Square Accelerates Self-Serve Restaurant Mobile Ordering

Tech Vision is Localogy’s series that spotlights emerging tech. Running semi-weekly, it reports on new technologies that Localogy analysts track, including strategic implications for local commerce. See the full series here.

Square this week announced a new program for restaurants that lets diners view menus, order, and pay from their smartphones. Activated by QR codes on restaurant signage (think: table placards), the feature is meant to support social distancing and to give diners more confidence to visit participating eateries.

By scanning QR codes, users are taken to a landing page where they can engage in self-serve ordering. On the back end, those features are tied into a given restaurant’s point-of-sale system, run by Square. Restaurants can print out their branded QR code and place it throughout their space.

There’s also flexibility for variable QR codes associated with specific tables — thus indicating where an order is supposed to go — or a single restaurant-wide QR code. The latter is more practical for coffee shops where orders can be placed in a central queue, then identified by calling out customer names.

Overall, the new feature holds advantages in its deep integration with restaurants’ POS systems, menus and table layouts. That compares with point solutions that only take users to a mobile landing page to order items that go into a single queue. Square’s deeper POS integrations also mean better analytics.

The feature is currently available in the U.S., U.K, Canada and Australia to restaurants that subscribe to the Square Online plan or greater. It doesn’t involve additional per-transaction fees beyond Square’s standard revenue share, which is 2.9 percent plus 30 cents per transaction.


Consumer Confidence

One draw for restaurants to adopt this feature is, again, boosting customer confidence which can make or break restaurant visits these days. In that sense, it could be impactful for restaurants to offset upcoming declines due to colder weather in some regions that will eliminate outside dining.

As for other benefits, square positions the value proposition as:

— Provide peace of mind to diners and staff by limiting contact and shared surfaces.
— Raise efficiency with improved table turn times.
— Free up staff to focus on other tasks.
— Give diners the freedom to order and reorder when they want—without waiting for a server.
— Improve order accuracy by putting the power in the customer’s hands.
— Offer easy payment options with Apple Pay, Google Pay, and Square Pay.s

But how Square benefits from this move? It’s all about customer acquisition. It can also deepen existing relationships, given menu integration and other data. All of these factors could lock-in Square on deeper operational levels with restaurants, thus increasing retention in addition to acquisition.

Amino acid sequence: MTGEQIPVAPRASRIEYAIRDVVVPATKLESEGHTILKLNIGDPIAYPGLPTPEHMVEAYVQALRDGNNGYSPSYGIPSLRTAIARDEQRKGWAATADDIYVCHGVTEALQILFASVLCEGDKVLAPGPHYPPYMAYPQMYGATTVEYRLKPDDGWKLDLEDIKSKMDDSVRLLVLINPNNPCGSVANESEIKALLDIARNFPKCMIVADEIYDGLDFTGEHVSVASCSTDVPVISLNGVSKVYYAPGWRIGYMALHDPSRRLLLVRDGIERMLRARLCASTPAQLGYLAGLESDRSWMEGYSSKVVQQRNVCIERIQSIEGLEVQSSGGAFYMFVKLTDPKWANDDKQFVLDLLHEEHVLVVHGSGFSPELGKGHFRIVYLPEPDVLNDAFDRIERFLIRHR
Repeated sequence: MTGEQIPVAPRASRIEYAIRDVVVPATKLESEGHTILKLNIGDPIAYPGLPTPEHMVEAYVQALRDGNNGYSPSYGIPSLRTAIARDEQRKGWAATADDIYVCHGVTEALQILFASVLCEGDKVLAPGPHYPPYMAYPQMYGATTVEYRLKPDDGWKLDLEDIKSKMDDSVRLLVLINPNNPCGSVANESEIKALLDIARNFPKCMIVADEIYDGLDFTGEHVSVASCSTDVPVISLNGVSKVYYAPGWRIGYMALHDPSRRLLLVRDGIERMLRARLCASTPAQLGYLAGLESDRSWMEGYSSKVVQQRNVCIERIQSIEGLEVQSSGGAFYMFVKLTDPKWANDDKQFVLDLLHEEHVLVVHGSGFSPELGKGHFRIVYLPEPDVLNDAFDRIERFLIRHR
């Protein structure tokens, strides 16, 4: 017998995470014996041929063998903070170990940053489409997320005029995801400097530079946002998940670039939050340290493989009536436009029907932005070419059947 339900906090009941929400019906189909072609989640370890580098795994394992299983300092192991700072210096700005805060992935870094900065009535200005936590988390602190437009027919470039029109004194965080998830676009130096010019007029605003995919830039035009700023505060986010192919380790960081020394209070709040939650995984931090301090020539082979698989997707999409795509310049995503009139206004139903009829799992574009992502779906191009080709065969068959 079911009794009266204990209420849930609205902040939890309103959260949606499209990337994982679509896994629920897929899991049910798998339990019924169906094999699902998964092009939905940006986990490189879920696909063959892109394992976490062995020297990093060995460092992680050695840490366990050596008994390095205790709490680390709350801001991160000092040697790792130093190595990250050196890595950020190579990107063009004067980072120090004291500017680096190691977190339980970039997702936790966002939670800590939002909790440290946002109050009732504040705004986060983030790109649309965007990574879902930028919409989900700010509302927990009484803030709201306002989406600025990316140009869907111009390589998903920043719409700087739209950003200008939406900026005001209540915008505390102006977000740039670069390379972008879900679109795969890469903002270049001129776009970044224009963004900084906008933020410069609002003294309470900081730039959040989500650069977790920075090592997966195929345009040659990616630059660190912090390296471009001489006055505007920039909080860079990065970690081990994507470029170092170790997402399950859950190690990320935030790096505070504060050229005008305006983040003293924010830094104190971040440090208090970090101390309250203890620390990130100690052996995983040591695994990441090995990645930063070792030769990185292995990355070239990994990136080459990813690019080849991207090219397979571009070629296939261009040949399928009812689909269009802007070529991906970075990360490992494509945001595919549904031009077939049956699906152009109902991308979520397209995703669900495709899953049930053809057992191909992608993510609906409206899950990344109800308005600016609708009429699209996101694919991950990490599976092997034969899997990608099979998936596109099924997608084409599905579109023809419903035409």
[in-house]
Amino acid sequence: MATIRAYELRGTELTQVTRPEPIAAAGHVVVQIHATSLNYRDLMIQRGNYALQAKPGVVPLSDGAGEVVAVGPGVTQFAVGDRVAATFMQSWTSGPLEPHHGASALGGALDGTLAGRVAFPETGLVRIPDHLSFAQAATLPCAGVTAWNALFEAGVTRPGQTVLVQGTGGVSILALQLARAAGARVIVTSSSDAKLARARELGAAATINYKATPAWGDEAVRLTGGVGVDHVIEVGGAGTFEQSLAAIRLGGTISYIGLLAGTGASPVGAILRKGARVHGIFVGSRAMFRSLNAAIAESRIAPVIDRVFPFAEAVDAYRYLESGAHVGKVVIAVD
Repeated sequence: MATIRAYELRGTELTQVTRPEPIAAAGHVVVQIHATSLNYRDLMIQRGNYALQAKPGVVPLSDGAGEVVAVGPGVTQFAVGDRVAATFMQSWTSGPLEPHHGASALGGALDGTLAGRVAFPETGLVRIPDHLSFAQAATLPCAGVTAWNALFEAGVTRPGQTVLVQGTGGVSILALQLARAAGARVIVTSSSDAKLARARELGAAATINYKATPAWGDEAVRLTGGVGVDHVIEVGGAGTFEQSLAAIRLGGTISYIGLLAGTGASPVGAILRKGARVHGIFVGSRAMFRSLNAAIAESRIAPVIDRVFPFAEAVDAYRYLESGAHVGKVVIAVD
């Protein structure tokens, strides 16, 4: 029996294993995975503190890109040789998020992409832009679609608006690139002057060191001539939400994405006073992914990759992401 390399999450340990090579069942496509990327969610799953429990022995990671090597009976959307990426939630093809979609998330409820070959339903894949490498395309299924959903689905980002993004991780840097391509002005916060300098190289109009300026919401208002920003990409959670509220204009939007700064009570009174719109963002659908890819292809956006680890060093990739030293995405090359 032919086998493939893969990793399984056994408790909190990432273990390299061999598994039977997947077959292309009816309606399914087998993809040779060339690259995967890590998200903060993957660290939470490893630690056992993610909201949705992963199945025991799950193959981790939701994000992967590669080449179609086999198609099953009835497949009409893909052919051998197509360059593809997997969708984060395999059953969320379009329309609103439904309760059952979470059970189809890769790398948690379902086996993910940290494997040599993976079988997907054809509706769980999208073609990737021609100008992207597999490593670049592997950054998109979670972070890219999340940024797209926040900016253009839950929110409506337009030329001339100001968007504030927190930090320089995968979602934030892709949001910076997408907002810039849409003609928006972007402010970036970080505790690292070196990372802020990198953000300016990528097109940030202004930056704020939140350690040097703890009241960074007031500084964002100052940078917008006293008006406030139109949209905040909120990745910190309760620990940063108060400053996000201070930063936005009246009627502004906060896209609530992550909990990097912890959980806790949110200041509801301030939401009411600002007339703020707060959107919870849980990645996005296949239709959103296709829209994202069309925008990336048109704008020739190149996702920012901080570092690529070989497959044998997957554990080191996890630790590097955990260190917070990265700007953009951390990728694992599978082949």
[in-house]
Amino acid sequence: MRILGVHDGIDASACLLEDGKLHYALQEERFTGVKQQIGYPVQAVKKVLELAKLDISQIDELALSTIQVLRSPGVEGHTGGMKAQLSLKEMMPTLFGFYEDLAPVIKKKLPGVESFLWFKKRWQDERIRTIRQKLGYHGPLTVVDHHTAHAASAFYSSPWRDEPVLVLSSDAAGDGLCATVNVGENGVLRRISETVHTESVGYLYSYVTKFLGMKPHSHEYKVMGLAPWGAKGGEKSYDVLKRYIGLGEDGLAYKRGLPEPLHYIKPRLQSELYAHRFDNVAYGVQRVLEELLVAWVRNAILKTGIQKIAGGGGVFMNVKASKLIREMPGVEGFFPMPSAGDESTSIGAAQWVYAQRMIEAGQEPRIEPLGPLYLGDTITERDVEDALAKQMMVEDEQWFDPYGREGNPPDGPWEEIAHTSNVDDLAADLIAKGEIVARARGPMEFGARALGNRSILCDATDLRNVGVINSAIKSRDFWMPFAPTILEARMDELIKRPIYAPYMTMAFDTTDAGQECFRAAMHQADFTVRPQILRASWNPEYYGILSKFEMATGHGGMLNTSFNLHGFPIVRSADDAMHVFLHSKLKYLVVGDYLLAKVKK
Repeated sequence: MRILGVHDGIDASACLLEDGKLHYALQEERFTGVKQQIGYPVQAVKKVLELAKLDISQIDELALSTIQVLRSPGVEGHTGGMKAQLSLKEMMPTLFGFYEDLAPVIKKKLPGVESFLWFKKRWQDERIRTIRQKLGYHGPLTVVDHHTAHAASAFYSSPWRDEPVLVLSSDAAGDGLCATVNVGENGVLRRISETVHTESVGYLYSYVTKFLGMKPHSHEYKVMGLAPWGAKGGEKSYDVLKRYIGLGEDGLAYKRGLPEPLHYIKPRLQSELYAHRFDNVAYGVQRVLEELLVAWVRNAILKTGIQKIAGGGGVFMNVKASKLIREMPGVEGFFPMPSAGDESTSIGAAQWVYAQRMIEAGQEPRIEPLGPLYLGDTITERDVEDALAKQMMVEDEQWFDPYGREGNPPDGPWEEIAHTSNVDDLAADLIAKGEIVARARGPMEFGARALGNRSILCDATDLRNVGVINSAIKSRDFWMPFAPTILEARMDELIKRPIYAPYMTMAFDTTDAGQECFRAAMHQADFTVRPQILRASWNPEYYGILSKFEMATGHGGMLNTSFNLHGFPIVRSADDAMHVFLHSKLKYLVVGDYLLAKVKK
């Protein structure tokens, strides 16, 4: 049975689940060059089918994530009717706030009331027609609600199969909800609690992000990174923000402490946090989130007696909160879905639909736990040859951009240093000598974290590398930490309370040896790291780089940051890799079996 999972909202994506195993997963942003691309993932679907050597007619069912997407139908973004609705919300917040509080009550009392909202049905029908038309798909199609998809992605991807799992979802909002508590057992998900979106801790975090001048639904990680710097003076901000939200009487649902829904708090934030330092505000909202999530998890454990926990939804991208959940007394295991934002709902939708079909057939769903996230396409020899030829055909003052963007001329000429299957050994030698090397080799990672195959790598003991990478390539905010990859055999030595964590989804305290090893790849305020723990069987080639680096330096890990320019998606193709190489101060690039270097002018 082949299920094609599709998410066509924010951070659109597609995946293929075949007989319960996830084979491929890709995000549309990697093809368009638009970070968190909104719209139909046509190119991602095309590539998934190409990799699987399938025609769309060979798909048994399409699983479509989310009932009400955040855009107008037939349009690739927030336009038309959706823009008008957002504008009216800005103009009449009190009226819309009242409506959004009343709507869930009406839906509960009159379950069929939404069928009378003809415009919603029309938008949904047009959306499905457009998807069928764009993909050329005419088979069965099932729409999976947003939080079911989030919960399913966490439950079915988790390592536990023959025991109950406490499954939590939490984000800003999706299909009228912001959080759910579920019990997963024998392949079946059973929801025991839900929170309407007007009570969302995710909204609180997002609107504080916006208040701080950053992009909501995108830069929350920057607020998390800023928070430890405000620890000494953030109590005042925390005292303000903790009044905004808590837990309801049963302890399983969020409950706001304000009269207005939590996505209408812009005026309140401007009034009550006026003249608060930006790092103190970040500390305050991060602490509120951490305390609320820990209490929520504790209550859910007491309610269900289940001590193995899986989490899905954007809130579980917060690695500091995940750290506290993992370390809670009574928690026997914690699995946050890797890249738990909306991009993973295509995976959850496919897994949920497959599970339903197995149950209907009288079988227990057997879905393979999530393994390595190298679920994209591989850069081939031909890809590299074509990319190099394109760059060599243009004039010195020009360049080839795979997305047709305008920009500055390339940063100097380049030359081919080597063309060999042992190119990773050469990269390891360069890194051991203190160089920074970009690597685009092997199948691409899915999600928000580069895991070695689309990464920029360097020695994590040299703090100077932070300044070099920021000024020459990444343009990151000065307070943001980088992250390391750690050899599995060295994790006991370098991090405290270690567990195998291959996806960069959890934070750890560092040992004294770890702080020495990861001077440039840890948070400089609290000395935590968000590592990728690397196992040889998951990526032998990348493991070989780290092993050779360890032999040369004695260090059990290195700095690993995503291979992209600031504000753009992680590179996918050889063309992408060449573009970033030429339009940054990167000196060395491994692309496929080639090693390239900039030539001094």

For a lot of these reasons, restaurant mobile ordering was one of the technologies whose growth we recently predicted. Along with mobile “order-ahead” and curbside pickup, it’s one of the local commerce technologies that meets the moment. Square’s move is the latest validation.

3 Local Commerce Technologies that Could Inflect

Blessing in Disguise

Stepping back, this is similar in some ways to touchless retail. Just like that parallel area of consumer activity, touchless protocols could be in place for a while. Even as we return to normal — or the hybrid “next normal” — a post-Covid world will involve precautionary measures like touchless commerce.

The blessing in disguise is that these technologies have operational efficiencies and other advantages that go beyond social distancing. For example, self-serve mobile ordering means faster table “turn times” which can maximize yield. It streamlines server/diner interactions like ordering and paying.

But it also should be noted that, like many technologies getting a chance to shine these days, self-serve mobile ordering isn’t new. The technology has existed for a while but is now in greater demand. Through that, it could inflect and gain exposure in ways that create permanent new habits among SMBs.

This is yet another example of accelerated digital transformation — a key theme of Localogy’s recent 20/20 event, and Localogy Insider ongoing coverage. For more likely candidates for accelerated transformation in local commerce’s near term, see our top picks here and here.

Will Retail’s Next Era Be Touchless?

Stay ahead of the curve and get the latest on Local straight to your inbox.

By submitting this form, you agree to receive communications from Localogy. You can unsubscribe at any time.

Leave a Reply

Related Resources

Localogy and Soci Quantify Local Marketing Benchmarks

Localogy and Soci today released the third-annual Localized Marketing Benchmark Report (LMBR). It quantifies localized marketing success by calculating scores for 276 multi-location businesses and an overall benchmark.